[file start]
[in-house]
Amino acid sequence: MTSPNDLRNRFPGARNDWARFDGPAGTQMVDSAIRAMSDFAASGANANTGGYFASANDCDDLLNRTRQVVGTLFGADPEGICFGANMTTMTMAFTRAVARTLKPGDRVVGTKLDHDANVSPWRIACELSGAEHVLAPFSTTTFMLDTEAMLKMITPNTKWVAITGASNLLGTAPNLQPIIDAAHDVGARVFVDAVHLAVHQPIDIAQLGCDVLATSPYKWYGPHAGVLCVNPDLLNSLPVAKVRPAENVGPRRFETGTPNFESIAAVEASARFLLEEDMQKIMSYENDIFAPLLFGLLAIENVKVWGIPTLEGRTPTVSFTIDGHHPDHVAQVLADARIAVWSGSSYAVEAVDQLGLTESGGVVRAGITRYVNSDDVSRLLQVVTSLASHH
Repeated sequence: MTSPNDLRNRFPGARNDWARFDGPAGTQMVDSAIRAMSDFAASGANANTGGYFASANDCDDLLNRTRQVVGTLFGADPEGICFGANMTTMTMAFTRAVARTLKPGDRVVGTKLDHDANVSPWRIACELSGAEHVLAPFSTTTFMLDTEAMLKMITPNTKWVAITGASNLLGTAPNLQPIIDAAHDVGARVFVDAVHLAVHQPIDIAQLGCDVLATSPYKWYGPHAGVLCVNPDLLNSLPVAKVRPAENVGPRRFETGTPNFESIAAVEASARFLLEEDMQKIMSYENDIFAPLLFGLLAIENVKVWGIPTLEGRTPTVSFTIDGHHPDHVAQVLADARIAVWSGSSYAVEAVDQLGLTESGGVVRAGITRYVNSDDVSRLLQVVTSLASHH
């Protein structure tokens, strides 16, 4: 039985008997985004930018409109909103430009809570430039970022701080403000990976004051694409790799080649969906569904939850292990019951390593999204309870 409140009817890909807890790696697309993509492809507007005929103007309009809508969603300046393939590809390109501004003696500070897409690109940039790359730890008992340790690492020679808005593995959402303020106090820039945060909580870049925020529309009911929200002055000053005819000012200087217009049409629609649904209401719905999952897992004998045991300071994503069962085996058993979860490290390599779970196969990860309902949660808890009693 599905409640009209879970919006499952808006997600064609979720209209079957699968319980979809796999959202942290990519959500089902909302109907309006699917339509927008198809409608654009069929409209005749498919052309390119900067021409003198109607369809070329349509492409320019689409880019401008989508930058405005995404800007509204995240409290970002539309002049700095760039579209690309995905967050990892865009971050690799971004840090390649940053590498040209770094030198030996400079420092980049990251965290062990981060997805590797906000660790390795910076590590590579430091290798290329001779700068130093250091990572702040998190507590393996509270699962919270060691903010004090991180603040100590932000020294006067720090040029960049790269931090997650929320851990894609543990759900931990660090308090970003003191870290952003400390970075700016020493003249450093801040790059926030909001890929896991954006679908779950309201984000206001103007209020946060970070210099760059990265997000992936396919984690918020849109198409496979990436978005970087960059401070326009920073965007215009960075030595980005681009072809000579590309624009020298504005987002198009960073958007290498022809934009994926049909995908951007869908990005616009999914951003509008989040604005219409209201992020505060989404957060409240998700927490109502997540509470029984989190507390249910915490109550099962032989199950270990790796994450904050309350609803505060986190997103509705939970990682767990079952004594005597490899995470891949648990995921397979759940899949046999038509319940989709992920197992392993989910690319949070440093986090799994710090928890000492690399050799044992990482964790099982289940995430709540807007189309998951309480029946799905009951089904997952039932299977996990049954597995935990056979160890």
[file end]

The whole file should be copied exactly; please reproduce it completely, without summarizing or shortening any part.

[in-house]
Amino acid sequence: MTSPNDLRNRFPGARNDWARFDGPAGTQMVDSAIRAMSDFAASGANANTGGYFASANDCDDLLNRTRQVVGTLFGADPEGICFGANMTTMTMAFTRAVARTLKPGDRVVGTKLDHDANVSPWRIACELSGAEHVLAPFSTTTFMLDTEAMLKMITPNTKWVAITGASNLLGTAPNLQPIIDAAHDVGARVFVDAVHLAVHQPIDIAQLGCDVLATSPYKWYGPHAGVLCVNPDLLNSLPVAKVRPAENVGPRRFETGTPNFESIAAVEASARFLLEEDMQKIMSYENDIFAPLLFGLLAIENVKVWGIPTLEGRTPTVSFTIDGHHPDHVAQVLADARIAVWSGSSYAVEAVDQLGLTESGGVVRAGITRYVNSDDVSRLLQVVTSLASHH
Repeated sequence: MTSPNDLRNRFPGARNDWARFDGPAGTQMVDSAIRAMSDFAASGANANTGGYFASANDCDDLLNRTRQVVGTLFGADPEGICFGANMTTMTMAFTRAVARTLKPGDRVVGTKLDHDANVSPWRIACELSGAEHVLAPFSTTTFMLDTEAMLKMITPNTKWVAITGASNLLGTAPNLQPIIDAAHDVGARVFVDAVHLAVHQPIDIAQLGCDVLATSPYKWYGPHAGVLCVNPDLLNSLPVAKVRPAENVGPRRFETGTPNFESIAAVEASARFLLEEDMQKIMSYENDIFAPLLFGLLAIENVKVWGIPTLEGRTPTVSFTIDGHHPDHVAQVLADARIAVWSGSSYAVEAVDQLGLTESGGVVRAGITRYVNSDDVSRLLQVVTSLASHH
């Protein structure tokens, strides 16, 4: 039985008997985004930018409109909103430009809570430039970022701080403000990976004051694409790799080649969906569904939850292990019951390593999204309870 409140009817890909807890790696697309993509492809507007005929103007309009809508969603300046393939590809390109501004003696500070897409690109940039790359730890008992340790690492020679808005593995959402303020106090820039945060909580870049925020529309009911929200002055000053005819000012200087217009049409629609649904209401719905999952897992004998045991300071994503069962085996058993979860490290390599779970196969990860309902949660808890009693 599905409640009209879970919006499952808006997600064609979720209209079957699968319980979809796999959202942290990519959500089902909302109907309006699917339509927008198809409608654009069929409209005749498919052309390119900067021409003198109607369809070329349509492409320019689409880019401008989508930058405005995404800007509204995240409290970002539309002049700095760039579209690309995905967050990892865009971050690799971004840090390649940053590498040209770094030198030996400079420092980049990251965290062990981060997805590797906000660790390795910076590590590579430091290798290329001779700068130093250091990572702040998190507590393996509270699962919270060691903010004090991180603040100590932000020294006067720090040029960049790269931090997650929320851990894609543990759900931990660090308090970003003191870290952003400390970075700016020493003249450093801040790059926030909001890929896991954006679908779950309201984000206001103007209020946060970070210099760059990265997000992936396919984690918020849109198409496979990436978005970087960059401070326009920073965007215009960075030595980005681009072809000579590309624009020298504005987002198009960073958007290498022809934009994926049909995908951007869908990005616009999914951003509008989040604005219409209201992020505060989404957060409240998700927490109502997540509470029984989190507390249910915490109550099962032989199950270990790796994450904050309350609803505060986190997103509705939970990682767990079952004594005597490899995470891949648990995921397979759940899949046999038509319940989709992920197992392993989910690319949070440093986090799994710090928890000492690399050799044992990482964790099982289940995430709540807007189309998951309480029946799905009951089904997952039932299977996990049954597995935990056979160890």